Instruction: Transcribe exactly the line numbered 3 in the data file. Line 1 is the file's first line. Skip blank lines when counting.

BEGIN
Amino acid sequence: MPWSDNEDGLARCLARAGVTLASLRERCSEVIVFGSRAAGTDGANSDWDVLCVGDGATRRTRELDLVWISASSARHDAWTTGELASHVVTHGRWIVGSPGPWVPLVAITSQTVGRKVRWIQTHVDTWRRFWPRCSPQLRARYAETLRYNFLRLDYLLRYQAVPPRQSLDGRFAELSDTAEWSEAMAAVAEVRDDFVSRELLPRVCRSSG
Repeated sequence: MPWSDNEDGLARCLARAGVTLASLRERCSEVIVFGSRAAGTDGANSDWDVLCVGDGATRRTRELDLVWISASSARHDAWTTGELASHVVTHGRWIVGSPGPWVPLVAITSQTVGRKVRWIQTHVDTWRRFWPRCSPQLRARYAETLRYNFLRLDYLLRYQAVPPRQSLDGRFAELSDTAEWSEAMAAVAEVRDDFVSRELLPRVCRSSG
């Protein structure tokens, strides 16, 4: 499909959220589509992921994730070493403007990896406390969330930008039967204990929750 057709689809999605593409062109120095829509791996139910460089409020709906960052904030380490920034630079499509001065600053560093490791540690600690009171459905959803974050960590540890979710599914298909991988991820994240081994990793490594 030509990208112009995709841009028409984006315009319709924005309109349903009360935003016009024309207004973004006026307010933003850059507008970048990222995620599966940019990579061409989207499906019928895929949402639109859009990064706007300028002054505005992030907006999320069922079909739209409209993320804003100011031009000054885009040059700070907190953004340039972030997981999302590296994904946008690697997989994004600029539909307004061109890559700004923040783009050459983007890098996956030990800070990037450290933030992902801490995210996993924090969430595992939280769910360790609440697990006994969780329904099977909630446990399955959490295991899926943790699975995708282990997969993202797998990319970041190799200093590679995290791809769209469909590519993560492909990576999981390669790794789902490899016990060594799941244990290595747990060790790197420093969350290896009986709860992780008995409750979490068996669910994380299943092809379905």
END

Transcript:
């Protein structure tokens, strides 16, 4: 499909959220589509992921994730070493403007990896406390969330930008039967204990929750 057709689809999605593409062109120095829509791996139910460089409020709906960052904030380490920034630079499509001065600053560093490791540690600690009171459905959803974050960590540890979710599914298909991988991820994240081994990793490594 030509990208112009995709841009028409984006315009319709924005309109349903009360935003016009024309207004973004006026307010933003850059507008970048990222995620599966940019990579061409989207499906019928895929949402639109859009990064706007300028002054505005992030907006999320069922079909739209409209993320804003100011031009000054885009040059700070907190953004340039972030997981999302590296994904946008690697997989994004600029539909307004061109890559700004923040783009050459983007890098996956030990800070990037450290933030992902801490995210996993924090969430595992939280769910360790609440697990006994969780329904099977909630446990399955959490295991899926943790699975995708282990997969993202797998990319970041190799200093590679995290791809769209469909590519993560492909990576999981390669790794789902490899016990060594799941244990290595747990060790790197420093969350290896009986709860992780008995409750979490068996669910994380299943092809379905």